He currently teaches POLS 355 Issues in Contemporary Political Theory in the fall and POLS 422 Public Opinion in the winter. He spoke on his approach to teaching “topic courses” and his balance between representing the theoretical and methodological concepts with an “unorthodox approach” to gain the perspective of various political actors and their interests in public opinion.

Since “topic courses” are less personalized toward a specific field of research, D’Orazio spoke to finding a balance between relaying content and keeping students engaged with the material.

He emphasized the importance of collaboration in academia when describing his approach to instructing and organizing his courses.

“I’ve been consistently asking students both in the classes and outside of classes, what they think the most timely political issues are,” he said.

“I’m trying to think about, in tandem with that, what are some courses or topics that I could offer that are personally intellectually stimulating for students.”

This approach to teaching and the interaction with the student body shows how faculty members view academia as not necessarily a lecture, but as a conversation.

In D’Orazio’s courses, students are active participants in the course creation process—they don’t remain on the sidelines of their own education, but help influence the decisions instructors make about their courses. The classroom is both an area to learn about the content and an area discover how to discuss contemporary issues with peers of the same level.

D’Orazio is a new staff member at Queen’s and thus hasn’t had the chance to create his course from the ground up. However, he did speak to the benefits of being a post-doctoral academic—it gives him more time to develop his courses.

“I’m only teaching one course this semester, so I’m lucky in the sense that I can craft this course in a way that’s as close to the ideal as possible without having so many courses to teach in one year.”

This focus gave him the time to look towards project areas that are both relevant in the classroom and in political modes today.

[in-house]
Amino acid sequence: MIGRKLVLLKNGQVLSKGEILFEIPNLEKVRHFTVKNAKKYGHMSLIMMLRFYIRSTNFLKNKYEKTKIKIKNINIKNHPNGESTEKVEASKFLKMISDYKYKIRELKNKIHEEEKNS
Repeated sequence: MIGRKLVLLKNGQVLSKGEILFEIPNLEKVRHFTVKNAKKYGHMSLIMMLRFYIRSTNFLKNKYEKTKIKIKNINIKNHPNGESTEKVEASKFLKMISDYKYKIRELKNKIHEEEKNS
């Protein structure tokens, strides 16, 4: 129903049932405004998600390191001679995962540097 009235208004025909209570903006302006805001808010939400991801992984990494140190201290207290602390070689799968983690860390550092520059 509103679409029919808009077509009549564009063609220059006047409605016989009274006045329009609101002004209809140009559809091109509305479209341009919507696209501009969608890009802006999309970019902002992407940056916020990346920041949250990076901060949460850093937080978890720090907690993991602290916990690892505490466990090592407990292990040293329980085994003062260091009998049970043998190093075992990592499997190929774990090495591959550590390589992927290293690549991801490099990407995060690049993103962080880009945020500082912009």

“So, we tried something a bit novel, which is creating a podcast out of the course,” he said.

“In the last half of the course, students are watching a guest lecturer, reading an article, or watching a documentary. And then they’re submitting podcast questions for this eventual podcast mini-series that will be taped.”

Students will be marked based on the questions they ask, giving them the chance to become a political analyst and learn how to ask critical questions when delving into complex ideas.

He also pulled on his resources by asking guest speakers ranging from political theorists, journalists, and Emmy award-winning documentarians to “have their brains picked” by students in the course.

D’Orazio also commented on the pandemic’s effect on his teaching style and the importance of being aware of the academic environment.

“The pandemic context has had a lot of influence on my approach to teaching and trying to create a really healthy balance […] Which is showing up rolling your sleeves, doing the work and genuinely trying to improve and being able to take constructive criticism and do something with that.”

He spoke on this give-and-take relationship between students’ willingness to learn and their effort to push themselves in the classroom setting—they need to show up ready to talk about the content and participate in a discussion that may create tension.